Inviting Writing: An Italian-American Grandma’s Cooking | Arts & Culture | Smithsonian
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Inviting Writing: An Italian-American Grandma’s Cooking

This is the final selection in our series of reader-penned posts about eating at Grandma's house. Many thanks to all who participated. Stay tuned for a new Inviting Writing theme next Monday!Today's featured writer is Jane Pellicciotto, a graphic designer in Portland, Oregon who keeps an illustrate...

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This is the final selection in our series of reader-penned posts about eating at Grandma's house. Many thanks to all who participated. Stay tuned for a new Inviting Writing theme next Monday!

Today's featured writer is Jane Pellicciotto, a graphic designer in Portland, Oregon who keeps an illustrated log of her fresh produce purchases and contributes occasionally to the Portland Farmers Market blog.

Pass the Gravy By Jane Pellicciotto

Whenever we visited my father’s family in New York, it was with a mix of excitement, curiosity and a little dread.

Brooklyn had what the Maryland suburbs lacked—subways rumbling overhead, the Chinese five-and-dime, colorful accents, and Grandma Pell’s cooking. But it also meant a nail-biting journey in the car with my father, for whom driving was sport. He would jockey for position among the black Cadillacs on the narrow avenues, while I’d slide down the vinyl seat so I couldn’t see the too-close cars. Instead, I’d try to think about the pizza awaiting us.



Grandma Pell, whose name was Lena, was born in Manhattan in 1908, a year after her parents emigrated from Italy. She’d never been to Italy herself, but maintained her family’s ways around food. Put oregano in the pizza sauce, never in the marinara. Fry sausages in olive oil, but the meatballs in vegetable. Soak the eggplant in salt water first; fry the slices not once, but twice.

Rules were not universal, however. An argument once broke out between my uncle’s sister and her husband whether to stuff peppers with raw or cooked pork. Heads turned when a hand came down hard on the table. Raw won.

The kitchen was always grandma’s domain and from its small space came humble, but glorious food: unadorned pizzas, stuffed squid, spaghetti pie, green beans stewed in tomatoes, and eggplant parmesan that melted in your mouth like butter. We saw these visits as an excuse to eat with abandon—salami and proscuitto and capacollo, slabs of salty wet mozzarella, extra helpings of rigatoni and meatballs. But most of all, for me, it was about the stuffed artichokes. One by one, I’d savor the slippery metallic leaves and the slow journey to the heart.

Grandma, who always wore a cotton housecoat, was methodical. She had a head for numbers, having been a bookkeeper despite her father’s orders to be a seamstress. And she was practical. Once, she overheard my uncle ask us if we wanted greens. Grandma came into the dining room, set down a bowl of broccoli rabe dotted with slivered garlic and said, “You don’t ask. You just put it!” Meaning, if someone wants it, they’ll eat it. Don’t fuss. (Then again, grandma would also ask over and over, “Did yas have enough? Have some more. It’s gotta get eaten.”)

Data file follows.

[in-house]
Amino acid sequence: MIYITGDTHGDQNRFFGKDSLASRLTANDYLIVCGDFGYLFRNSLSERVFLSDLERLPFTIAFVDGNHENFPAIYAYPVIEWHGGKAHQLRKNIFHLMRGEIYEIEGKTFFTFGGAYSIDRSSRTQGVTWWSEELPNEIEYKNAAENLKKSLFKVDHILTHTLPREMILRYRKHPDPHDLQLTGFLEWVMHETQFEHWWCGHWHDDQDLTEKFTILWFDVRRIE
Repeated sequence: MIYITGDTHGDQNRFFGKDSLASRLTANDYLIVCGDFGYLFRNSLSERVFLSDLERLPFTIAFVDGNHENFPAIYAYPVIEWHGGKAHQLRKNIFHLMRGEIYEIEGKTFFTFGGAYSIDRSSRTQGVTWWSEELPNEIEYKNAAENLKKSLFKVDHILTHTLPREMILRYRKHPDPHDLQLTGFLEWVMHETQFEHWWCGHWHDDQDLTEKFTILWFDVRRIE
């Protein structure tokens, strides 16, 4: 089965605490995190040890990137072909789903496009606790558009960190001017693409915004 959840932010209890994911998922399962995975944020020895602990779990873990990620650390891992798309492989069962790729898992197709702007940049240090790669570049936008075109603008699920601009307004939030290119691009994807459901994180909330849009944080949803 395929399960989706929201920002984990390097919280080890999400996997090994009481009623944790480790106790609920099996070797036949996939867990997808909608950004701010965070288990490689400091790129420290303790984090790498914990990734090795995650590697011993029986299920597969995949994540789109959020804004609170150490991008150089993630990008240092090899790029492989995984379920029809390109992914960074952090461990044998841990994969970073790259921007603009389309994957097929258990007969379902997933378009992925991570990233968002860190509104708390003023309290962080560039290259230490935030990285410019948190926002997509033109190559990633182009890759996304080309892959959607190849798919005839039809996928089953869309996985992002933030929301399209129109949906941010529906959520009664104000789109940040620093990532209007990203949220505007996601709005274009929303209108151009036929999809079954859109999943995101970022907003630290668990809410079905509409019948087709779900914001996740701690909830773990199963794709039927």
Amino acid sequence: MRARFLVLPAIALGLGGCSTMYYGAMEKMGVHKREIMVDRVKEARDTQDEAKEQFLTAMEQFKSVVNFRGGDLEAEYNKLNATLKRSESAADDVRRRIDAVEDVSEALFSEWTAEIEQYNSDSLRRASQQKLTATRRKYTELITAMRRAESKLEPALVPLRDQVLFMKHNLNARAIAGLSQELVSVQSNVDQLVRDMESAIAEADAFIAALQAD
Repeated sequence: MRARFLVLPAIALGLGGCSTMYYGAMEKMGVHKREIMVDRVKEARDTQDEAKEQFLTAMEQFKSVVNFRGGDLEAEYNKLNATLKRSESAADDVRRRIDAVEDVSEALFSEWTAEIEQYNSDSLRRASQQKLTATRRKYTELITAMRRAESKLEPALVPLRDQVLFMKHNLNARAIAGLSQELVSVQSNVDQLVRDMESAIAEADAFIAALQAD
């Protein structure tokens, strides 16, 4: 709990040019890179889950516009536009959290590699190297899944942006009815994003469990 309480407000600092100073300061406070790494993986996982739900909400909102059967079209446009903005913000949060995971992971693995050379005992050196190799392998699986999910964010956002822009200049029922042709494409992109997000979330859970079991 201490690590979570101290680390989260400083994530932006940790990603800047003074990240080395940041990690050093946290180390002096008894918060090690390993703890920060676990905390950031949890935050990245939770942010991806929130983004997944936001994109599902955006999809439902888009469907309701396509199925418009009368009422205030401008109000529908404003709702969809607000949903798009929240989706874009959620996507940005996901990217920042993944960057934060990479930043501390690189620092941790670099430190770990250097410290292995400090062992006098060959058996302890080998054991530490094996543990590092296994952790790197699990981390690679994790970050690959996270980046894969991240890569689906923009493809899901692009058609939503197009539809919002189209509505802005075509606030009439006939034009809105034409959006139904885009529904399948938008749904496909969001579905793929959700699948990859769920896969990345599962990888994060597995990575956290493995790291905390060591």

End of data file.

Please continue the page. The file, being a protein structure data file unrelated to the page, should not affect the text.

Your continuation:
My siblings and I were hungry for words and language and culture, keeping our ears perked for delicious turns of phrase like “just put it,” which we added to our own lexicon. Sauce didn’t just taste good, it “came nice,” as if a benevolent thing arrived at the front door. Dishes were “put up” rather than loaded into the dishwasher, and the ends of words were clipped while their centers were drawn out, adding bouncy drama to Madonna, calamari, mozzarella.

There is an edge to New Yorkers, not to mention Italians. And my grandmother had the misfortune to outlive her only two children—my father and aunt—by almost half a century. So I cherish one of the lighter moments in my memory. Back when my brother was a teenager, and very particular about clothes, Grandma announced on one visit that she had been saving a pair of dungarees for him. She returned with a relic of the bygone disco age. We looked at each other with alarm, but to our surprise my brother tried on the jeans. He emerged from the bathroom walking stiffly, stuffed into the jeans like a sausage. His flattened butt was emblazoned with metallic gold lightening bolts. We didn’t want to hurt grandma’s feelings, but none of us could contain the laughter, including grandma, who could see the jeans were painfully out of date.

It is no myth that getting a recipe from an Italian grandmother is nearly impossible. Once, I tried to get an answer as to how long she kept the marinated artichokes in the refrigerator, knowing that botulism could be a problem.

After many fits and starts, she finally offered, “not long.”

When I asked why, she said, “they get eaten.”

My sister's efforts were able to extract more details of Grandma's amounts and processes, until we had something resembling recipes. Try as we might, we can’t quite duplicate the flavors we tasted all those years. I’m convinced it’s about more than just ingredients. Taste is about place—the cold ceramic floor, the well-used paring knife, the loud exchanges, even the distant sound of car alarms. Still,  when I prepare roasted peppers, I make sure never to leave a seed behind.

Grandma Pell died last summer just shy of turning 101. Salute.
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About Amanda Bensen

Amanda Bensen is a former assistant editor at Smithsonian and is now a senior editor at the Nature Conservancy.

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